High Cost Of Food In Nigeria

RECENTLY, the Federal Government acknowledged that despite the revolution witnessed in the nation’s agricultural sector, the cost of food items is still high, a development it attributed to infrastructural deficit and export demands.
The Minister of Information and Culture, Alhaji Lai Mohammed who recently featured on Africa Independent Television (AIT) current affairs programme, ‘Focus on Nigeria’ clarified this fact when he said: “There are many reasons why the prices are still up there but principally, I think it is infrastructural deficit. By this, I mean what it takes to bring the produce from the farms to the farm gates and from the farm gates to the city centres and this may not improve until various road and rail projects are completed”, he added.
According to the minister, the good news, however, is that from this October, the General Electric, which has the concession for the 3,500 narrow gauge rail routes, will commence work, adding that the Lagos to Kano standard gauge rail project and the Lagos to Calabar rail lines, which will cut across all the South-Eastern states, are priority projects of the government, adding “that will help in the transportation of goods and services including agricultural produce at a far cheaper fare and that will percolate to the common man.”
While aligning with the position of the minister that the problem of infrastructural deficit and demand for export are factors that jerked up the prices of food, it must be said unequivocally that there are still other critical factors that have exacerbated the cost of staple food in the country. One of them is high cost of automobile general oil, also known as diesel. Diesel consumption is inevitable since trucks conveying farm produce are powered by it. Obviously, this is a serious factor responsible for the skyrocketing prices of food items in the country.
Another factor is the daily unbearable extortions by some men of the Nigeria Police, their counterparts in the army and customs service of truck drivers conveying farm produce from the hinterlands to urban centres, under the guise of carrying out security checks. Truck drivers, some time ago, alleged that at every checkpoint they were always forced to part with reasonable sums of money to officials of security agencies, which compel farmers to factor in money in the prices of food items.
Again, the dwindling number of people going into farming, apparently occasioned by either lack of incentives or difficulty in accessing arable farm land or both is, unarguably, a significant contributing factor responsible for the unabated astronomical cost of staple food in the country. Added to these, is the inadequacy of scientifically-improved storage facilities where bumper harvest are stored to avoid wastage.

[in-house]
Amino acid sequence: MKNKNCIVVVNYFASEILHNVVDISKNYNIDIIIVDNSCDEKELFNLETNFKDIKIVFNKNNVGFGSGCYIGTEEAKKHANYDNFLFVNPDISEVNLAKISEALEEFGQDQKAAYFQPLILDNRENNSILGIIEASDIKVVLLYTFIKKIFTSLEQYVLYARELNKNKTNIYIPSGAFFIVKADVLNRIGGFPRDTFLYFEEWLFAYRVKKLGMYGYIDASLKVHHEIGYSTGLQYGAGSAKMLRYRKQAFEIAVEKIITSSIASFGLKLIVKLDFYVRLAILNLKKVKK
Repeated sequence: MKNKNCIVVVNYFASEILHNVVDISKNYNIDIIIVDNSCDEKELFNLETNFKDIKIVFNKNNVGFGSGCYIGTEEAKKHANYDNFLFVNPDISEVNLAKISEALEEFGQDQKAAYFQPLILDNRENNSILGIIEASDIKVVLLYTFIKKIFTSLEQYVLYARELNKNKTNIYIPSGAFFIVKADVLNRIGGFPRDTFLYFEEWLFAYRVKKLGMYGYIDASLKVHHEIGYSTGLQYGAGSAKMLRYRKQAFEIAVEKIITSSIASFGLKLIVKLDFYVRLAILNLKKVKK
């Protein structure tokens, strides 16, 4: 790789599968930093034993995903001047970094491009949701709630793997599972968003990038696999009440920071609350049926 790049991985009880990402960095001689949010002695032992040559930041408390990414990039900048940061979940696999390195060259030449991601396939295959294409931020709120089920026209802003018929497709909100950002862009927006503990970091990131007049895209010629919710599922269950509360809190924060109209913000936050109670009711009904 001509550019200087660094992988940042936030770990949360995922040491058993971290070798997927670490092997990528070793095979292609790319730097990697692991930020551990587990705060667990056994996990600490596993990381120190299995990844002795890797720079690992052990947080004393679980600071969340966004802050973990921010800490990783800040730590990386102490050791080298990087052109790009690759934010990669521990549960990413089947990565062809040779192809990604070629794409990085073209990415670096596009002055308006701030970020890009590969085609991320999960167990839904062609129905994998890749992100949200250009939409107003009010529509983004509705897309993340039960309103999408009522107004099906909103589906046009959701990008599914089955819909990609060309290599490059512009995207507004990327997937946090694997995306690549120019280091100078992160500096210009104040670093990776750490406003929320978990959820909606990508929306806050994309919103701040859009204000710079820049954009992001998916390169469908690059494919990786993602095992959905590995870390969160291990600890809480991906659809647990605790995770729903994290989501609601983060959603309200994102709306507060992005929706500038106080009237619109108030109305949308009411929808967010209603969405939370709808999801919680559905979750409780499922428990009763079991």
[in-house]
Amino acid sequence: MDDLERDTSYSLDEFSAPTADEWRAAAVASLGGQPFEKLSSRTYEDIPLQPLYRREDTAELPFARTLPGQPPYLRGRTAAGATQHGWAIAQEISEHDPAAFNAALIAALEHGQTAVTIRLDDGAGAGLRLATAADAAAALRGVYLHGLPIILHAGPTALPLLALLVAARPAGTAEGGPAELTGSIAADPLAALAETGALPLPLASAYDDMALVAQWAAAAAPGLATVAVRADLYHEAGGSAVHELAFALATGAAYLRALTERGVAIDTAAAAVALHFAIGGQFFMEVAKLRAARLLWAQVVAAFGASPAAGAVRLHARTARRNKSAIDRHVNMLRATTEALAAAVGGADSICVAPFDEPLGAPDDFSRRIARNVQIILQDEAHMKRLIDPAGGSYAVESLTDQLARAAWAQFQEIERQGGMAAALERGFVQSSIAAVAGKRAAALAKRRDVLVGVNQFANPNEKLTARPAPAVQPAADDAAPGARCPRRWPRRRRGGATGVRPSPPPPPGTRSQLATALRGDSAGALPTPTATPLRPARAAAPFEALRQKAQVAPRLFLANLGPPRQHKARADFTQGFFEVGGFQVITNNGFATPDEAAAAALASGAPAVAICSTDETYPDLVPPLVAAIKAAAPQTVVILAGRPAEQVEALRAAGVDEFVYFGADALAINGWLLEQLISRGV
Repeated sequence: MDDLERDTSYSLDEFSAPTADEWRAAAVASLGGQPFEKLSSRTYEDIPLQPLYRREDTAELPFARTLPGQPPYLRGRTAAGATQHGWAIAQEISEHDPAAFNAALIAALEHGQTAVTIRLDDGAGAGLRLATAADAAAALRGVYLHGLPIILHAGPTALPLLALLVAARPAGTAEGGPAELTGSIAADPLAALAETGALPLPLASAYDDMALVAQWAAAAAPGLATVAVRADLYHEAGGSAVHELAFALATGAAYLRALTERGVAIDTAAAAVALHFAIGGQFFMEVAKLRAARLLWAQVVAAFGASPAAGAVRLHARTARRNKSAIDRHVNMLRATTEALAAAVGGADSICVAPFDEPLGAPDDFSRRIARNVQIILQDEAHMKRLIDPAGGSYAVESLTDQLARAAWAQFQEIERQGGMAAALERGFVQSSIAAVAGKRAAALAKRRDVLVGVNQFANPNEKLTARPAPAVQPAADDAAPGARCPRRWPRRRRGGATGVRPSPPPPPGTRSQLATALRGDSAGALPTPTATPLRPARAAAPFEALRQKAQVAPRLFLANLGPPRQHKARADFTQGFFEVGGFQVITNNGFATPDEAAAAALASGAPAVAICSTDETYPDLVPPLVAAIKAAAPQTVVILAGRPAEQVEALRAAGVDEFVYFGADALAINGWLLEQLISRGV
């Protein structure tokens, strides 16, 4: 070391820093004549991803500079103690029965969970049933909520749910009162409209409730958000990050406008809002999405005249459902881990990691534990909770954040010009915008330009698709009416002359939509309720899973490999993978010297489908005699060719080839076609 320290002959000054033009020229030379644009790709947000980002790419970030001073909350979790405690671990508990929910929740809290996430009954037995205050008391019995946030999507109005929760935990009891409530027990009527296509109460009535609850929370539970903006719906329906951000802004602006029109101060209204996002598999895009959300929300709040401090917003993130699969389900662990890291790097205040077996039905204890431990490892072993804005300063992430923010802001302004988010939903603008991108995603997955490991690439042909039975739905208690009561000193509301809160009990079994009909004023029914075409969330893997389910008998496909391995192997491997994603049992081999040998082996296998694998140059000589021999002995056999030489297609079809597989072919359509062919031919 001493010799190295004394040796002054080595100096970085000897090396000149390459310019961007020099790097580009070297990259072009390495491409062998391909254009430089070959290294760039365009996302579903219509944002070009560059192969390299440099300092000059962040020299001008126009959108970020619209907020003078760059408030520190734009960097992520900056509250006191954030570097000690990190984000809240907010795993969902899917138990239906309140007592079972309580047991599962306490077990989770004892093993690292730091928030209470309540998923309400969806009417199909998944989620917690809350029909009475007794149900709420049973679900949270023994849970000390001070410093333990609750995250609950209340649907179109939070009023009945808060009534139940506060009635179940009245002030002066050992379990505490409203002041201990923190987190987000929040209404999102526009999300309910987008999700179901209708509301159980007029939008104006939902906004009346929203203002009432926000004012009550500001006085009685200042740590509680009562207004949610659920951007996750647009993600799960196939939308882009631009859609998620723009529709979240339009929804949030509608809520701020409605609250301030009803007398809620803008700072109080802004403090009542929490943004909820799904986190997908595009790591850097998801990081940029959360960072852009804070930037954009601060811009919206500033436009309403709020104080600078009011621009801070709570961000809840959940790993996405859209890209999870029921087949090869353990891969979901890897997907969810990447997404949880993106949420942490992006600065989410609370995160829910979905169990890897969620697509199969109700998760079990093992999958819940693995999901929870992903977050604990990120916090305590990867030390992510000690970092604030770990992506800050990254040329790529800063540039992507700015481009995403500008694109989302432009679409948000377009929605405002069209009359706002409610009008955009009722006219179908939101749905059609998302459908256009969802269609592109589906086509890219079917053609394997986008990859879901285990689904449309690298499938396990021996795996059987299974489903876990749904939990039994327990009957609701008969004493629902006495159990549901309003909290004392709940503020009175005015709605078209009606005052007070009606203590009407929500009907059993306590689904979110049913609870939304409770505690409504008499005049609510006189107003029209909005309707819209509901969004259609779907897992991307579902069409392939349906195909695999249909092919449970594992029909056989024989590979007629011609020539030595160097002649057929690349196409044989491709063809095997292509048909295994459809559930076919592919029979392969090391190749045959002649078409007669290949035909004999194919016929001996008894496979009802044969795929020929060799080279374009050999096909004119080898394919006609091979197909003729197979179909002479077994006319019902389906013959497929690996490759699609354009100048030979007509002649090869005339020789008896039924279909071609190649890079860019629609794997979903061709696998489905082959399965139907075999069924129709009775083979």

In mitigating the problem of high cost of staple food, the issues of extortion from truck drivers delivering food items from the hinterland to the cities by some security personnel and the high cost of automobile general oil should be tackled. While it has become necessary to address the problem of infrastructural deficit in the country, we urge the government to, also, take some far-reaching measures aimed at cushioning the effect of high cost of automobile general oil. This, in other words, should be done in order to extricate Nigerians from the burden of food crisis occasioned by high cost regime of staple food.
To us, government should adopt a multi-sectoral approach in tackling the myriad problems facing the nation’s agricultural sector by encouraging mechanized farming with scientifically-enhanced storage facilities as it is done in developed economies. In such climes, when there is glut, governments buy up the excess produce and store same to avoid waste which are later sold when there is scarcity of such commodity.
Until we do the needful to stimulate people’s interest in farming, we will continue to experience high cost, if not scarcity, of staple food items in the country. There is, therefore, the need for more concerted and result-oriented action on the part of government and the time to act is now.